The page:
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Better NFL QB: McCoy or Bradford

Better NFL QB: McCoy or Bradford

http://www.ninersnation.com/2009/4/24/851741/a-statistical-look-at-drafting-qbs
This is a rather dense look at what college statistics can be used to predict which QBs succeed in the NFL. David Lewen at Football Outsiders looked at all the QBs in the last decade or so and found some interesting corollaries regarding college stats and NFL success.

Basically 37 games started and 60% completion rate is the bench-mark for a successful NFL career. However this only holds for 1st and 2nd rounders. If you are drafted in the first two rounds, and had over 37 games started and a completion rate of over 60%, chances are you will be successful in the NFL. QBs drafted in the first two rounds who started less than 37 games are almost never successful. (There is a great graph on the above link)

(If you disagree with those numbers or don’t understand the math, you can take it up with the people on the site, I am bringing them up to enlighten the 2010 QB debate.)

The quarterbacks that are each in the top-5 for Scout, Bleacher Report, NFL Draft Scout (CBS sports) and Mel Kiper are Bradford, McCoy and Dan LeFevour. Jevan Snead and Tim Tebow made 3 of the 4 top-5s, Zac Robinson made 2, and Jimmy Clausen and Tony Pike each made 1:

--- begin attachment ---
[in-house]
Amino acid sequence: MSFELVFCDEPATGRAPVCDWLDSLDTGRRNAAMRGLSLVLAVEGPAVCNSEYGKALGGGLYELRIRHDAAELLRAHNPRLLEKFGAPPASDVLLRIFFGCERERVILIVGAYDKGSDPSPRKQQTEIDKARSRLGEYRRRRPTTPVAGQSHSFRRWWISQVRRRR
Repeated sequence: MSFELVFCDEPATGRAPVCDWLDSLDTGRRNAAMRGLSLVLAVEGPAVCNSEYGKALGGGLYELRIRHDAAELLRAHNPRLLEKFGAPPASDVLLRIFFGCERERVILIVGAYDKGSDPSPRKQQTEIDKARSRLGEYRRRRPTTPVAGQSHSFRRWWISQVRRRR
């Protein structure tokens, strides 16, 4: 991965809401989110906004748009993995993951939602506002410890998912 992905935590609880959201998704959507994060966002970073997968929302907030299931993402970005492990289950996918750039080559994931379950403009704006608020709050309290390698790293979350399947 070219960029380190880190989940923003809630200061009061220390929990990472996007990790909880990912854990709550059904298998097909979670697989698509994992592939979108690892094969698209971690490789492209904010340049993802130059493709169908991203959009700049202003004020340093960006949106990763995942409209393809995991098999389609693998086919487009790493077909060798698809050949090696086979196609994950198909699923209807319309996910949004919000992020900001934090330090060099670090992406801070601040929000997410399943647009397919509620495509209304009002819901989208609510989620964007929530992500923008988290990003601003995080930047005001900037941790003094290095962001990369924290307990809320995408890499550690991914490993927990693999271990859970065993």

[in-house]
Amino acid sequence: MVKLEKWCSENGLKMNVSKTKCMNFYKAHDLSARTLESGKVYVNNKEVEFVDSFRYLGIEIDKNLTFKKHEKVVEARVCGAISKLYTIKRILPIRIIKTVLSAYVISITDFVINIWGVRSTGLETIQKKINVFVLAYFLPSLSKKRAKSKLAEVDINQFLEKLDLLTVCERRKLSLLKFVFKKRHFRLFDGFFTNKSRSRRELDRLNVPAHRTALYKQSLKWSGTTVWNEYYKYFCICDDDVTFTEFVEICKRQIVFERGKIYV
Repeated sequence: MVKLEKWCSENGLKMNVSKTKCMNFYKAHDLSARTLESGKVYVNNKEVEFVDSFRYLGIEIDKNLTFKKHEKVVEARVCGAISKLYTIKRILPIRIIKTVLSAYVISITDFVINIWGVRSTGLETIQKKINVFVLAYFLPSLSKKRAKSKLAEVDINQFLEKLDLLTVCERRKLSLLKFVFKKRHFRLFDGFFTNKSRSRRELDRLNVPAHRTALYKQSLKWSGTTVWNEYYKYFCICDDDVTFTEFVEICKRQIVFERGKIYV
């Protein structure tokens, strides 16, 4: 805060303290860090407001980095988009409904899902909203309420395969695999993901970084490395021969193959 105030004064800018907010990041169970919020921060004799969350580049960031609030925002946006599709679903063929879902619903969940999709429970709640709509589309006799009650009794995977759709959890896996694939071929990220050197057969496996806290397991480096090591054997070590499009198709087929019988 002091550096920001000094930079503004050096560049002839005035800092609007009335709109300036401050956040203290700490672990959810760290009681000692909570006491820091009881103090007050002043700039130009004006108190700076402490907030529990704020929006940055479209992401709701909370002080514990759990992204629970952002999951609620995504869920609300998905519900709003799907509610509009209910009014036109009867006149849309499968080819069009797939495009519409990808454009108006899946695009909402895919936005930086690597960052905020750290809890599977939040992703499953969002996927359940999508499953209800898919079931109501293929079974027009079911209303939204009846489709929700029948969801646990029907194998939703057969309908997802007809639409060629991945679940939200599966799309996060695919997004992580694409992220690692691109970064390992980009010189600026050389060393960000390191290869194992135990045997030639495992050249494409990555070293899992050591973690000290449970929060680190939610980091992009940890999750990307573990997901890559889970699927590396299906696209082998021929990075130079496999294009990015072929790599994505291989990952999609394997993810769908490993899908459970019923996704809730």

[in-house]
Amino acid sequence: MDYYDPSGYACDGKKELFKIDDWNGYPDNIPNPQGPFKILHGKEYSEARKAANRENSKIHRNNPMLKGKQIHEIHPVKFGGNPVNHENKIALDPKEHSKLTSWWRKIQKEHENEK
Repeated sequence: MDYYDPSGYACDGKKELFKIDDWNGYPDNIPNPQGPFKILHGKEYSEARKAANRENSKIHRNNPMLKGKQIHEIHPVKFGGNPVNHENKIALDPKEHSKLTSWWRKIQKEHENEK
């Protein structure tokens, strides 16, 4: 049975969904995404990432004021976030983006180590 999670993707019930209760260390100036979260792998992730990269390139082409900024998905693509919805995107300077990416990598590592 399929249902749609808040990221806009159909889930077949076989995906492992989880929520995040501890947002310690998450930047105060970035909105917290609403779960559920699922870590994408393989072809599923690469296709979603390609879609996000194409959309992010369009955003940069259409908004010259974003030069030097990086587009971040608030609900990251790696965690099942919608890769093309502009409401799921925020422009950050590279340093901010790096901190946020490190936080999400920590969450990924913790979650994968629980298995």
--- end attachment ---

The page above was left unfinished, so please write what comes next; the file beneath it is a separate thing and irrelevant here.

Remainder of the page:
http://www.ninersnation.com/2009/4/24/851741/a-statistical-look-at-drafting-qbs

Looking at the stats for those players and comparing them against the benchmark of 37 games started and 60% completion, the initial conclusion is this: This is going to be the best QB draft in the last decade…by far.

Based on the metrics given in the first link, McCoy is looking to be the best QB prospect in the last decade. If Bradford stays in school his senior year, he would be a close second; although even when he does come out next year, he is an amazing prospect. Even LeFevour looks like one of the top 5 QBs of the past decade (maybe the second best after McCoy). I’m sure most of you will vehemently disagree with that last statement, but the stats are the stats and the corollary between those stats and success is pretty damn impressive.

As for the other players listed above, Zac Robinson and Tim Tebow could be successful QBs, but only if they are deemed good enough to be drafted in the first two rounds (that is weird, but makes sense if you think about it). Jevan Snead is shaping up to be the worst prospect and the others are somewhere in the middle, which means they probably won’t be successful.
A couple interesting stats based on my previous post:
For players drafted in the first or second round in the last 10 years:

If you started 37 games or more and had a completion % higher than 60% in college, you have a 89% chance of being at least as good as Eli Manning.

If you started less than 37 games, regardless of completion %, you have a 11% chance of being better than Eli Manning. If your completion % was less than 60%, your chances of being better than Eli are 0%.
Originally posted by alwaysa49erfan:
Originally posted by GoFD74:
^^
2008 SEC Championship game highlights

Like any QB, some of his throws where the screen passes and dump-offs, but a few key passes were downfield, and he hit his guy in stride as you'll see.

Most importantly, when down near the goal line, he made very quick, hard and accurate throws to his WRs for TD passes in places where only they could catch the ball. Very impressive.